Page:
"Does this come in a boot?"

Jan Ivarsson TransEdit jan.ivarsson at TRANSEDIT.ST
Fri Apr 4 07:39:13 UTC 2003

I didn't find the program - the translator is working on it for a Swedish TV channel - but the text can be found at

Thanks for the explanation. It has been forwarded.

Jan Ivarsson

----- Original Message -----
From: "James A. Landau" <JJJRLandau at AOL.COM>
Sent: Thursday, April 03, 2003 9:09 PM
Subject: Re: [ADS-L] "Does this come in a boot?"

> In a message dated 4/3/2003 1:12:38 PM Eastern Standard Time,
> jan.ivarsson at TRANSEDIT.ST writes:
> > MATTHEW: [TO JACK] Does this shirt come in anything besides cranberry?
> > Because I just don't think it will go with my gooseberry pants. Uh,
> > gandaberry, lingonberry, Halle Berry?  <snip>
> > JACK: [TO HIMSELF] Me! I'm the fruit that would go with those pants.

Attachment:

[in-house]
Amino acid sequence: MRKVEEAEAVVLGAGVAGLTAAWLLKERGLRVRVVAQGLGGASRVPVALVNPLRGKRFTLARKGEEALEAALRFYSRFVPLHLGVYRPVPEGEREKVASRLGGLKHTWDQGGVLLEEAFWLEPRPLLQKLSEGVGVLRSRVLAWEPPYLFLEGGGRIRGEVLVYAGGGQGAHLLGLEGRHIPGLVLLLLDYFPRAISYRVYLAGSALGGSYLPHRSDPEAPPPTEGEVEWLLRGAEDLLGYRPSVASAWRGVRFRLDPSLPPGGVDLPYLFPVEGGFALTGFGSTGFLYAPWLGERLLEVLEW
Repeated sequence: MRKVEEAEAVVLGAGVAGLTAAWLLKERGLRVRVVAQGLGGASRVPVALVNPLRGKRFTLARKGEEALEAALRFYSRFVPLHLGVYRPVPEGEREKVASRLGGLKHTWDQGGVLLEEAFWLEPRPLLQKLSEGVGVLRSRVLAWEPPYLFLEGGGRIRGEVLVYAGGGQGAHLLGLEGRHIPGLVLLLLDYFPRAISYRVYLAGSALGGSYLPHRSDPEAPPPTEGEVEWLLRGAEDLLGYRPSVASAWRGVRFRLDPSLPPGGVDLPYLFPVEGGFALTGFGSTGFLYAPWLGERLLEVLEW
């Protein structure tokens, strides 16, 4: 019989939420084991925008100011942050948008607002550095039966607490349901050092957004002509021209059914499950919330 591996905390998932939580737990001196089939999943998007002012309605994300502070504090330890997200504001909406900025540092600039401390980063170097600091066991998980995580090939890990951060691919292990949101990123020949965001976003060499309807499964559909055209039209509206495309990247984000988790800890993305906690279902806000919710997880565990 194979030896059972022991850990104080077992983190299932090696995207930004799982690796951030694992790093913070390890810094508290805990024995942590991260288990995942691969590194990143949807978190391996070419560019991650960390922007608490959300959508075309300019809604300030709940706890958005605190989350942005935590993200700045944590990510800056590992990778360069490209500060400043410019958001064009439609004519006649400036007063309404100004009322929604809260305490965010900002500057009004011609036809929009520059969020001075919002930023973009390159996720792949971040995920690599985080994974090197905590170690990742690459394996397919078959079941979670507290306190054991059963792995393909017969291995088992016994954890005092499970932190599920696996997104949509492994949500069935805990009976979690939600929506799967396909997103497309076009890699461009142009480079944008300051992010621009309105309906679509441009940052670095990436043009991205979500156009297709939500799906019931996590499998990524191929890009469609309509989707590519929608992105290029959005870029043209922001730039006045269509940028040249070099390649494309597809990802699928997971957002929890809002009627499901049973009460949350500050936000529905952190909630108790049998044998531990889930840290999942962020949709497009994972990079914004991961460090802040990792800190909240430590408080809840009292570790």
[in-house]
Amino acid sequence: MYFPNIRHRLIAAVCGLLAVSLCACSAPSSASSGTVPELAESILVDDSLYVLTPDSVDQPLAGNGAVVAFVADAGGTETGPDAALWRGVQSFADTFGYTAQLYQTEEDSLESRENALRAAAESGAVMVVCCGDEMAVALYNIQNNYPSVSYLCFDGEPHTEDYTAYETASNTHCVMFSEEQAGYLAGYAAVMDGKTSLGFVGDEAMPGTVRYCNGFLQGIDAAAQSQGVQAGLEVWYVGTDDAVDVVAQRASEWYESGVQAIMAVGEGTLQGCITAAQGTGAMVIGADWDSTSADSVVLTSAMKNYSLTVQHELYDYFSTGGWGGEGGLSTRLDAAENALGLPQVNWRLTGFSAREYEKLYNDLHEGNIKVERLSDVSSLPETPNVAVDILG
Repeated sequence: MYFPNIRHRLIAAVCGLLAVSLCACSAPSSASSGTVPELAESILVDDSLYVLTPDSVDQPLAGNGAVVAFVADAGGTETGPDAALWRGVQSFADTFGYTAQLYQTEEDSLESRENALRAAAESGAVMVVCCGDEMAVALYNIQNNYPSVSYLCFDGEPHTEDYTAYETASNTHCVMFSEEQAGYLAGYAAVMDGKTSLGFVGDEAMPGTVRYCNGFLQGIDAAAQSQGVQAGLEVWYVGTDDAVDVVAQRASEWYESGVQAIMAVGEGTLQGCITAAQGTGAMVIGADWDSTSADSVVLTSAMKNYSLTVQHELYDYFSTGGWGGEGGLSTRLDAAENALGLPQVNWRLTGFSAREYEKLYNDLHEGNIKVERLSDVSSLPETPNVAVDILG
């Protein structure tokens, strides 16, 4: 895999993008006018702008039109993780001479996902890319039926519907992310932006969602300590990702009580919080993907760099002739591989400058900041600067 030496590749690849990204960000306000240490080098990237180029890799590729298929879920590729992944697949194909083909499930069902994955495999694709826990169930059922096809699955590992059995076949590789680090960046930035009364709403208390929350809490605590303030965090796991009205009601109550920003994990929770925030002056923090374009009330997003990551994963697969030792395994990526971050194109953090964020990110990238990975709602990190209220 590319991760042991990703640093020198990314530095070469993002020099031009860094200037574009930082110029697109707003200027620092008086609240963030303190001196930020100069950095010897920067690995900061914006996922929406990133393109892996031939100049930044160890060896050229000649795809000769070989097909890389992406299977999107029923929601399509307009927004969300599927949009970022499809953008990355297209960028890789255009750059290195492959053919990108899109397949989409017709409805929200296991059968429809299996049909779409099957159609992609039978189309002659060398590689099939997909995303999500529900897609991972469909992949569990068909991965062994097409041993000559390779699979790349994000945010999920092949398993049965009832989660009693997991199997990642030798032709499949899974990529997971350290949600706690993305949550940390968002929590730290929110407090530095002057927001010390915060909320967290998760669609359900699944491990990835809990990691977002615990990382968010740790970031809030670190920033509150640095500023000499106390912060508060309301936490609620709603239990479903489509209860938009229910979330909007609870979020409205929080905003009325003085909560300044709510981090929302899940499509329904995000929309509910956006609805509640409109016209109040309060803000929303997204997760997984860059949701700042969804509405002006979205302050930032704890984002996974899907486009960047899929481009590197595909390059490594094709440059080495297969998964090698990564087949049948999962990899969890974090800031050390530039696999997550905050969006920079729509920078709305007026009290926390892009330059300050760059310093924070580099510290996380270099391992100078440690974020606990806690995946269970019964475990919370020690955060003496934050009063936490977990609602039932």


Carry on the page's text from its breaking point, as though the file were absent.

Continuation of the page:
> >
> > WILL: Nice try. Tell me. Does this come in a boot? [WILL HOLDS UP A
> The only likely interpretation of "Does this come in a boot?" that would make
> the audience laugh is the straightforwards one, "Can I find a pair of boots
> in this color and/or pattern?"  This interpretation also fits with the rest
> of the quoted dialogue, which is about trying to find color matches to
> Matthew's trousers.
> The humor seems to lie not in the dialogue itself but rather in what the
> sweater looks like---to get a big laugh the sweater will have to have colors
> or a pattern that is quite implausible to find in pair of boots.
> A speaker of British English might interpret "in a boot" to mean "in the boot
> of a car" but I can't see how that would be funny.
>                     - Jim Landau
> PS. Am I imagining things, or did you find a television program about a
> homosexual menage a trois?

More information about the Ads-l mailing list